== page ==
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Some Romanesque churches in the valley


Vallée du Louron is full of Romanesque churches that have miraculously preserved its monumental fresco paintings dating from the 16th century. The isolation of the region has protected the valley from the consequences of religious wars and the French Revolution.

Église Saint Calixte (Church of Saint Callixtus) in Cazaux Frechet

The legend: the Aragonese knight Calixto and his cousin Mercurio came to Louron in the 10th century in order to fight the Moors. They came through the Col d’Azet, located opposite to the village of Cazaux-Frechet, and crossed the whole valley to support the inhabitants in the battles. After a dreadful battle, Calixto was killed by an enemy spear and his body fell onto a flat stone, known as the grave of Saint Calixte. Despite his death, the inhabitants of the village won the battle and raised a church with his name in recognition of his courage.

Description: Église de Saint-Calixte is a nave-shaped construction that ends in a semicircular apse. There is a chapel on the north side and a bell tower wall, whose bell dates from 1577.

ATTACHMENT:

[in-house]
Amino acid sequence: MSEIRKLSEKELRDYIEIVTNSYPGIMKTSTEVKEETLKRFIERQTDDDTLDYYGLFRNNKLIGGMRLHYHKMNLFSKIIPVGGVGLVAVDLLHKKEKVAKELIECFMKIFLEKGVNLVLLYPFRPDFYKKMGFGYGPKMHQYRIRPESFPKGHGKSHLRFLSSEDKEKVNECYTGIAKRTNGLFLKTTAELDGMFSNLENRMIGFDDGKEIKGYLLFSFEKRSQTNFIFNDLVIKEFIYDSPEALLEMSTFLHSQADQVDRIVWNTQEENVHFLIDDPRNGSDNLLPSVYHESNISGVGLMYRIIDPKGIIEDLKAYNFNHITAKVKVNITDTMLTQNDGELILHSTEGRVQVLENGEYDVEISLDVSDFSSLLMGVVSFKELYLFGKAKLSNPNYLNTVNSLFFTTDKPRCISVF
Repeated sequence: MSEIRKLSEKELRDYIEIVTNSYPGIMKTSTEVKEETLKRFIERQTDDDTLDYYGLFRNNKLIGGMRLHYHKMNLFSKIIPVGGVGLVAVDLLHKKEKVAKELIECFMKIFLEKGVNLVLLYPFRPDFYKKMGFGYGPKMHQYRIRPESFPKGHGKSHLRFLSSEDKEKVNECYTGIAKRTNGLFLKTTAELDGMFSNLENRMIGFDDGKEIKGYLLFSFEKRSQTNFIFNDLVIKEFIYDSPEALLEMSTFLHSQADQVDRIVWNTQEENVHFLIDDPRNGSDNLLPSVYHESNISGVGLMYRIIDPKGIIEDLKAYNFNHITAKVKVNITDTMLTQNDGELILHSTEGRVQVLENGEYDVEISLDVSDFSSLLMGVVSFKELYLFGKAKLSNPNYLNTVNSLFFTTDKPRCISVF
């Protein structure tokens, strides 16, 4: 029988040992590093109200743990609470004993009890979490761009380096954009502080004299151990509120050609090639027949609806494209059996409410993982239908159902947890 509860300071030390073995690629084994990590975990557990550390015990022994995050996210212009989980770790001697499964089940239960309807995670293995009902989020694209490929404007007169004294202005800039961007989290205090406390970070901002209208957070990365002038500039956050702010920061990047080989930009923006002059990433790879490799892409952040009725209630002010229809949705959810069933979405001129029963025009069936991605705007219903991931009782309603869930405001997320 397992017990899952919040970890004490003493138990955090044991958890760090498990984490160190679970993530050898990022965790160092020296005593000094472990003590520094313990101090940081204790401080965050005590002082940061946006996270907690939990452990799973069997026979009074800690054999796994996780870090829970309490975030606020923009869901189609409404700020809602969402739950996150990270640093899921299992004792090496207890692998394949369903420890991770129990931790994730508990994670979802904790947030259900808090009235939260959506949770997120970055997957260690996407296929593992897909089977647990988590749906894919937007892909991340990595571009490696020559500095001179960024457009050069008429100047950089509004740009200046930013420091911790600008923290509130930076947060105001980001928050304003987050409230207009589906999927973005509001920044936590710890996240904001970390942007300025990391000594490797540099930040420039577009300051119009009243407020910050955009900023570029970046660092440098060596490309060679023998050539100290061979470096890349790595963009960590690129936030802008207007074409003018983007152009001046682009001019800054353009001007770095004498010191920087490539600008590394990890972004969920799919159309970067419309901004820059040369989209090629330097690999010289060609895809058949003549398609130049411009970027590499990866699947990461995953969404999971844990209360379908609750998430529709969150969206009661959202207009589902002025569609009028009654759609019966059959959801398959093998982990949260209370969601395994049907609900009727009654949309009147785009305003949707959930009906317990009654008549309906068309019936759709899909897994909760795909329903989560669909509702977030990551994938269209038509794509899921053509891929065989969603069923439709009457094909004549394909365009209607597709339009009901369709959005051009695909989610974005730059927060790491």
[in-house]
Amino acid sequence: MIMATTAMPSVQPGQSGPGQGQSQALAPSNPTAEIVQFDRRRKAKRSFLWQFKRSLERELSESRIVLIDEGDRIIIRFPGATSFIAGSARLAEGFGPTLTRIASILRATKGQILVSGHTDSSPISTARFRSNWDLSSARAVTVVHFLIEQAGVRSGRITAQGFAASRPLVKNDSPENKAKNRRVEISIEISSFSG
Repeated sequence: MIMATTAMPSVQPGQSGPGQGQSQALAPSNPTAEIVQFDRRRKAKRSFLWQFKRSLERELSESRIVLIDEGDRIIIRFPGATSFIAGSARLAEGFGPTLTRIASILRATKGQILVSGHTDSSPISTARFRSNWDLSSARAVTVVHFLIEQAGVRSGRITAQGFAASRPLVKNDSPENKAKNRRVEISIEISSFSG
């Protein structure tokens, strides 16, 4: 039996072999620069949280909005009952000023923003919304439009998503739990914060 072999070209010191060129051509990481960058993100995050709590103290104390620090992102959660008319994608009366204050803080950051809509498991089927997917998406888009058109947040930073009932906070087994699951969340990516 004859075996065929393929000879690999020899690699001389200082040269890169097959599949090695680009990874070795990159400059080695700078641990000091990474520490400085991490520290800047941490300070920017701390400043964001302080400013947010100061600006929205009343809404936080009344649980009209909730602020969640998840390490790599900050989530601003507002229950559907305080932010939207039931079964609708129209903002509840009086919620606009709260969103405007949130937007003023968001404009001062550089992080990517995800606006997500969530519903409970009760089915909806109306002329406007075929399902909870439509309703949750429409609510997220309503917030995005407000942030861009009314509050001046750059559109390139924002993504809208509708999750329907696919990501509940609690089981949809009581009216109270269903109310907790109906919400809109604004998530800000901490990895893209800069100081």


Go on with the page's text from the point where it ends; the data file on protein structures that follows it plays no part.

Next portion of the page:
Declared to be a Historical Monument.

Remarkable elements: monumental paintings (from the 12th and 16th centuries), sculptures, painted ceilings (in 1720), altarpiece (18th century).

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Église Saint-Barthélémy (Church of Saint Bartolomew) in Mont

History: it belongs to the church territorial district of Saint Callixtus (CazauxFrechet/ Anéran-Camors). According to the style of the south portico, it seems the church dates back to the 13th century. The construction was modified in the 16th century through the attachment of the north chapel, turning the old wall into a huge bell tower and remarkable decoration works in and outside (mural paintings).
Remarkable elements: portico, declared to be a Historical Monument in 1910.
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Église Saint-Mercurial (Church of Saint Mercury) in Vielle-Louron

History: belonging to the church territorial district of Adervielle. The church preserves the relics of Saint Mercury, Aragonese knight dead in the battle against the Saracen. According to tradition, Mercurio was the cousin of Calixto, another local saint whose name was used to name a church in CazauxFrechet/ Anéran-Camors. The church belongs, for the most part, to the Romanesque period, specially the western wall, the nave and the north apsidiole. The apsidiole was separated from the north aisle and turned into a sacristy in 1953 (date written on the lintel). The south windows were opened in 1749. Declared to be a Historical Monument.
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Église Saint-Félix (Church of Saint Felix) in Armenteule

History: south-facing church that boasts a semicircular apse from Romanesque times decorated with Lombard arcades. The former construction was a simple nave open on the south side. In the 16th century it was consolidated with great buttresses and decorated with monumental paintings.